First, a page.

Rudolf Haym’s account of the
Romantics and the Erlanger Litteratur-Zeitung [*]
[After the failure of the Romantics’ Jahrbücher project and the final issue of Athenaeum] An uncertain and brief replacement emerged for at most sporadic criticism. Beginning in 1799, the Jena Allgemeine Literatur-Zeitung had acquired competition in the Erlanger Litteratur-Zeitung edited by Johann Georg Meusel. At the initiative of the publisher, Professor Mehmel had joined as second editor in July 1800.
The journal was quite open to the new movements in scholarship and literature, and Mehmel had accepted exclusive responsibility for both the philosophical and aesthetic rubric, his explicit intention being “in the future to allow only the premier, best intellects of the nation to speak, and in this way to reconcile the hitherto variously and oft vexed spirit of philosophy and art.” 
Just as the fate of the Romantics’ Jahrbücher project was being decided, Mehmel renewed his solicitation among the heads of the Romantic school. In a printed circular, the editors described a spirit of rigorous dedication to the truth as their guiding slogan, a spirit that was to remain constant even amid the storms of controversy, and by cleverly using the break between Schlegel and Schelling, on the one hand, and Christian Gottfried Schütz’s journal [the Allgemeine Literatur-Zeitung], on the other, Mehmel declared in a letter to Wilhelm his resolve to stand up for the direction represented by the Romantics over against the “cry of the philistines.”
He apologized for his journal’s previous silence concerning the Schlegels’ works, referring to a couple of asides made against their opponents, and promised imminent steps to make positive restitution. And all this, N.B., precisely at a time when the Jena Allgemeine Literatur-Zeitung had already published a whole series of reviews by Huber, all of which vigorously polemicized against the factional spirit, the aesthetic and specifically the ethical paradoxes of the Athenaeum group,  — at a time when nearly all the other critical journals had sounded the alarm in special defamatory publications, indeed, even on stage, against both the literary and the personal comportment of the Schlegelians.
At least Schleiermacher seized this opportunity with both hands. He, who judged the “vulgarity” of the Jena Allgemeine Literatur-Zeitung no less harshly than did Schelling, he, who even after years still firmly believed that criticism could be in no better hands than his and Wilhelm Schlegel’s, and who thus never ceased lamenting the failed Jahrbücher project, — the critical pieces he had intended to publish in those Jahrbücher he now deposited in the Erlanger Litteratur-Zeitung, which even Fichte had already distinguished by his own review of Bardili’s Logik.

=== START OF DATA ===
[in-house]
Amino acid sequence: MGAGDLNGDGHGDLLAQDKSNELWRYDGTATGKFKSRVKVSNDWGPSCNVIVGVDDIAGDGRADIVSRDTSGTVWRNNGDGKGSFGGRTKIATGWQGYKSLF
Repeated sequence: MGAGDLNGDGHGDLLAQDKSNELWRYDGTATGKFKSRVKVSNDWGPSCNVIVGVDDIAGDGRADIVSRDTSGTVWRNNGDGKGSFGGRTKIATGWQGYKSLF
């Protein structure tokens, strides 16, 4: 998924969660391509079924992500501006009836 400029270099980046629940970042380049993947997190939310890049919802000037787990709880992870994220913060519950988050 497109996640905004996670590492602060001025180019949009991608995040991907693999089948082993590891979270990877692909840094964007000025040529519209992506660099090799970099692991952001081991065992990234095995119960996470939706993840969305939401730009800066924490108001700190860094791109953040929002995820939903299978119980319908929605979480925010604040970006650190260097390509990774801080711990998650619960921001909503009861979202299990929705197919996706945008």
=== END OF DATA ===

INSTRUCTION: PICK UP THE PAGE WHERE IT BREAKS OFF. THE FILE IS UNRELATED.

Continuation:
His discussion of Schiller’s adaptation of Macbeth provided a new demonstration of the thoroughness and conscientiousness of his critical work. His reviews of the collected essays of the two Schlegels, of Lichtenberg’s miscellaneous writings, and of Engel’s Lorenz Stark  proved that he had also made considerable progress in the technical aspects of reviews.
Finally, his review of an essay by Friedrich Ast on Plato’s Phaedrus provides a glimpse of the preliminary work he was doing in preparation for the grand undertaking, to be done together with Friedrich Schlegel, of translating Plato. 
Apart from Schleiermacher, Schelling used the Erlanger Litteratur-Zeitung in an even more resolutely partisan fashion for purposes of Romantic propaganda. It was Schelling who composed the review of Wilhelm Schlegel’s Kotzebuade, a review that so effusively celebrated as a poetic masterpiece what was in fact merely a witty pasquinade that it caused a falling out between Meusel and Mehmel.
Although Mehmel continued editing the journal with another colleague all the more resolutely in the direction already taken, it was able to maintain its competition with the Jena Allgemeine Literatur-Zeitung for only a brief period, and the Erlanger Litteratur-Zeitung already ceased appearing during mid-1802.
It was not until 1804, when Schütz along with his journal moved from Jena to Halle and a new Jena Literatur-Zeitung was initiated under Goethe’s auspices, that the Romantics again found refuge. That said, even had they still formed a self-enclosed party at that time, the spirit of the new journal was freer and more tolerant. They served, but did not rule.
 Johann Jakob Engel, Herr Lorenz Stark: ein Charaktergemälde von J.J. Engel (Berlin 1801). Back.
Translation © 2015 Doug Stott